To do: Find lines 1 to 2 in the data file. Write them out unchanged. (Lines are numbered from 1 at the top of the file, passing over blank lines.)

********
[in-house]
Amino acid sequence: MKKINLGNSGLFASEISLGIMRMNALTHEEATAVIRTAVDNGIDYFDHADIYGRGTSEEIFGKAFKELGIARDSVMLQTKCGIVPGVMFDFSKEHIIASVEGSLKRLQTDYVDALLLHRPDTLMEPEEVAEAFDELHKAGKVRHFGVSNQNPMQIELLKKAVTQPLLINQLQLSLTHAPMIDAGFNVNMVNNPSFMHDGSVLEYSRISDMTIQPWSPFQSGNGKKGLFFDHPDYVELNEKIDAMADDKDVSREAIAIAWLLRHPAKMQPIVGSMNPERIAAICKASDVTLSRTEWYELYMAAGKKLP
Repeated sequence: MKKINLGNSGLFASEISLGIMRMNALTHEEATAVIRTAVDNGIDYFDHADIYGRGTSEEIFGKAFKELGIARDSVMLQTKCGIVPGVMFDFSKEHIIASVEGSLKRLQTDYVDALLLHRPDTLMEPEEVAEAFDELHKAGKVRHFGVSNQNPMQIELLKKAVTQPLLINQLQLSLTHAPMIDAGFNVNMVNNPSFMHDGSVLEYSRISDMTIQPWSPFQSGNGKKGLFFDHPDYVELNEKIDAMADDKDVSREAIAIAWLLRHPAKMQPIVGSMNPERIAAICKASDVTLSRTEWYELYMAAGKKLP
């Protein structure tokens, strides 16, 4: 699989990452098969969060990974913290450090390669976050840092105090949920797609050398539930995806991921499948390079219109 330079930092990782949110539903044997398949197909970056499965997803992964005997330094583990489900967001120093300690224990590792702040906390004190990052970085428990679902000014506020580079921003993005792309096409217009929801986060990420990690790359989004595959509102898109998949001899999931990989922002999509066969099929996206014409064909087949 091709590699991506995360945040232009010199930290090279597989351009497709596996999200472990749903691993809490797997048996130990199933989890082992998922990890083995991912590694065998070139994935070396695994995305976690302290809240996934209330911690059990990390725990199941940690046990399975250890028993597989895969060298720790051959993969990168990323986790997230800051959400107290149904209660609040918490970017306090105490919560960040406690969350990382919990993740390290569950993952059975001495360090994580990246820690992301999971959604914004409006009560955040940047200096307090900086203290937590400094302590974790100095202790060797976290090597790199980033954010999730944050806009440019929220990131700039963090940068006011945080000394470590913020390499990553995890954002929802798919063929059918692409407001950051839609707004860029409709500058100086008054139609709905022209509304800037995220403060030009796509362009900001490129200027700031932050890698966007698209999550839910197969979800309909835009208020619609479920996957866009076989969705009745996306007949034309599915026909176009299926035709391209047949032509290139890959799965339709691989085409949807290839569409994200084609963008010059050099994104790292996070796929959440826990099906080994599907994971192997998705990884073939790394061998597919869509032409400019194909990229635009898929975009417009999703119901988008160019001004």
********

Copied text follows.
[in-house]
Amino acid sequence: MKKINLGNSGLFASEISLGIMRMNALTHEEATAVIRTAVDNGIDYFDHADIYGRGTSEEIFGKAFKELGIARDSVMLQTKCGIVPGVMFDFSKEHIIASVEGSLKRLQTDYVDALLLHRPDTLMEPEEVAEAFDELHKAGKVRHFGVSNQNPMQIELLKKAVTQPLLINQLQLSLTHAPMIDAGFNVNMVNNPSFMHDGSVLEYSRISDMTIQPWSPFQSGNGKKGLFFDHPDYVELNEKIDAMADDKDVSREAIAIAWLLRHPAKMQPIVGSMNPERIAAICKASDVTLSRTEWYELYMAAGKKLP